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Top 50 of 2021 / #10 – 6: The Sunny Side, An Unlikely Musician / Producer Pairing and a Snail

We are here! The top 10 tracks of 2021! This block has some musicians who have been on previous years’ top 50, an artist who I only just heard this year, an icon of Australian music and a neighbour from New Zealand. So sit back, and enjoy the trip through the top 10 of 2021.

Hand of God - Nick Cave

10. Nick Cave and Warren Ellis: Hand of God

Nick Cave and Warren Ellis team up for one of the most emotive EPs of 2021 by far. Cave’s epic vocal rings through Ellis’ lush strings and synth with a gospel quality. Themes of spirituality and religion are not new for Cave and he explores the cleansing and baptismal role of the river as the hand of God reaches down to save him. However, God is fickle and reaches down, but never fully delivers Cave from his fate, which gives the track a dark vibe. At one point he sings about swimming into the middle of the river and drowning. Cave and Ellis’ work touches on how we are all looking for someone to save us during a time of social upheaval and a pandemic. Carnage is some of Cave’s and Ellis’ best work and deserving of a top 10 spot.

If I Can't Have Love, I Want Power - Wikipedia

9. Halsey: I’m Not a Woman, I’m a God

Immediately, the electro percussion and 90s metallic synth hits you and you say to yourself “This is not a typical Halsey record.” The union of Haley, Trent Reznor and Atticus Ross created a sound unlike anything she has produced before and a sound that is endlessly compelling. Reznor and Ross bring the edge out of Halsey’s lyrics and gives each track a depth and power that was surprising. Halsey sings about gender, agency, self – doubt and isolation in a track that continues to offer new meanings with each listen. On the one hand, the title and lyric “I’m not a martyr, I’m a problem” implies that Halsey is bringing action and will not be the sacrifice to the cause, but the agent of change. However, she sings “I’m not a legend, I’m a fraud” and how she is better off alone. This touches on the self doubt one experiences when they are stepping out of traditional roles and how being alone would be easier. These lyrics highlight the complexity of the track and why this record is so exciting.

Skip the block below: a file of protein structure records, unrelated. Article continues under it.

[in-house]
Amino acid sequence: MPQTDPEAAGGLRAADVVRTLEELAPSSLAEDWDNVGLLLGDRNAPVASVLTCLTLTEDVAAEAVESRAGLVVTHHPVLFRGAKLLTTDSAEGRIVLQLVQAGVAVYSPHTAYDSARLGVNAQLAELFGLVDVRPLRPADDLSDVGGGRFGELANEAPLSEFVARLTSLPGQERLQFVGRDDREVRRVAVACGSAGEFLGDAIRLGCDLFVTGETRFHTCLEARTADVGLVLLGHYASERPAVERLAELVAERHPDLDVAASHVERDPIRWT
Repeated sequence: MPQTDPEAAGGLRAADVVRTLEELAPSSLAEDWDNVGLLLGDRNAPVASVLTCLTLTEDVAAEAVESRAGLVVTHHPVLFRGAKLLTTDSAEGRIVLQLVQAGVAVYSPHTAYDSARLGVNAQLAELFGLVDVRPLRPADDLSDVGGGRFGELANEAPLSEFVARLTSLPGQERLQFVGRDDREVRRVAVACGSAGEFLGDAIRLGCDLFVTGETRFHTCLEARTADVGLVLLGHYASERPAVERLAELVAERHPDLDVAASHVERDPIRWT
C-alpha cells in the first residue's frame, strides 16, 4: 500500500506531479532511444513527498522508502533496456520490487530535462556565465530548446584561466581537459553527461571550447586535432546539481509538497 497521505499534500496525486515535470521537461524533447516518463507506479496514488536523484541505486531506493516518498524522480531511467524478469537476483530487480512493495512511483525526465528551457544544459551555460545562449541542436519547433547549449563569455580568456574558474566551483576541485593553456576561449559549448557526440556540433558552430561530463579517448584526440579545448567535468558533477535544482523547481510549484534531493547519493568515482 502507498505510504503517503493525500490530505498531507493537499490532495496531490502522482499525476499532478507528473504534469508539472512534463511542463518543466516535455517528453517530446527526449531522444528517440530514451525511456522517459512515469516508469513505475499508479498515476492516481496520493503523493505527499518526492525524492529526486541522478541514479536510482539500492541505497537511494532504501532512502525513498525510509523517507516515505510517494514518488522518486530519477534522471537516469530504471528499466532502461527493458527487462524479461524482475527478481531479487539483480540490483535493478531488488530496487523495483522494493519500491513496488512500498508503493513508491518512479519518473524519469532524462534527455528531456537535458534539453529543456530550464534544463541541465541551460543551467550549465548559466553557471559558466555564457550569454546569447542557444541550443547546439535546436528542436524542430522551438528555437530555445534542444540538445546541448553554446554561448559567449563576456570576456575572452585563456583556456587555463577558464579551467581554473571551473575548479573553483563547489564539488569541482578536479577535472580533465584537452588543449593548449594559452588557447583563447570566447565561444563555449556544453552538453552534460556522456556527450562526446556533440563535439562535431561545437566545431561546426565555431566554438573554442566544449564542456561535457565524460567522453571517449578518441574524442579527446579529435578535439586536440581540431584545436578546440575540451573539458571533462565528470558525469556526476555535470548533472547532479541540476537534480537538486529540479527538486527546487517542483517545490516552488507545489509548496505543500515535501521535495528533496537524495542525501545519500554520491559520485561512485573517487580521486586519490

Happier Than Ever review: Billie Eilish grows up on new album | EW.com

8. Billie Eillish: Your Power

When Eillish released When We Fall Asleep, Where do we Go? in 2019 it was unlike anything in pop music at the time and it took the world by storm. Such a splash is reminiscent of Lorde’s Pure Heroine or Nirvana’s Nevermind. Ellish is back with a more diverse and emotionally vulnerable record the second time around and Your Power is an excellent example. This is a stripped back acoustic song about toxic masculinity, violence towards women and how power is used to silence women. This is far from the brash / angular tracks about self discovery on her debut record; however, that style of music does make an appearance on this record. This track from Eillish follows a trend with Swift, Beyoncé, Stallion, Lizzo, Olivia Rodrigo and the Chicks who are all using their music to overtly call out male privilege and violence towards women. It is great to see Eillish making this move and all of these prominent woman artists bringing those themes to young women and young girls.